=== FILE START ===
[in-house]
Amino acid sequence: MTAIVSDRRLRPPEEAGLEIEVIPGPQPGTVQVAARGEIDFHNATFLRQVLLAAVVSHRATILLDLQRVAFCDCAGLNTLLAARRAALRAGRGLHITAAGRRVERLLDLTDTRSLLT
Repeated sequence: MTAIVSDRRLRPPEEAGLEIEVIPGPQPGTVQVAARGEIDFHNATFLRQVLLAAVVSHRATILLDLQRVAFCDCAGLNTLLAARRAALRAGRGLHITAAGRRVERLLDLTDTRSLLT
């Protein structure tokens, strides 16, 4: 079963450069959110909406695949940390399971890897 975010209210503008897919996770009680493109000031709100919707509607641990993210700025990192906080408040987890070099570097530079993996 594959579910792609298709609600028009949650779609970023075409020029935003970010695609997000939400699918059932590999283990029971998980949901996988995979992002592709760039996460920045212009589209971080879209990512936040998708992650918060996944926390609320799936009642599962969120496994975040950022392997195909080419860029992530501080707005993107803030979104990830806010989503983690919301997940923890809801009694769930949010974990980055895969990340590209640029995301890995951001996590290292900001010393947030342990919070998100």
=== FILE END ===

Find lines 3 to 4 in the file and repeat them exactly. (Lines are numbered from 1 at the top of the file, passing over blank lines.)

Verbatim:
Repeated sequence: MTAIVSDRRLRPPEEAGLEIEVIPGPQPGTVQVAARGEIDFHNATFLRQVLLAAVVSHRATILLDLQRVAFCDCAGLNTLLAARRAALRAGRGLHITAAGRRVERLLDLTDTRSLLT
């Protein structure tokens, strides 16, 4: 079963450069959110909406695949940390399971890897 975010209210503008897919996770009680493109000031709100919707509607641990993210700025990192906080408040987890070099570097530079993996 594959579910792609298709609600028009949650779609970023075409020029935003970010695609997000939400699918059932590999283990029971998980949901996988995979992002592709760039996460920045212009589209971080879209990512936040998708992650918060996944926390609320799936009642599962969120496994975040950022392997195909080419860029992530501080707005993107803030979104990830806010989503983690919301997940923890809801009694769930949010974990980055895969990340590209640029995301890995951001996590290292900001010393947030342990919070998100």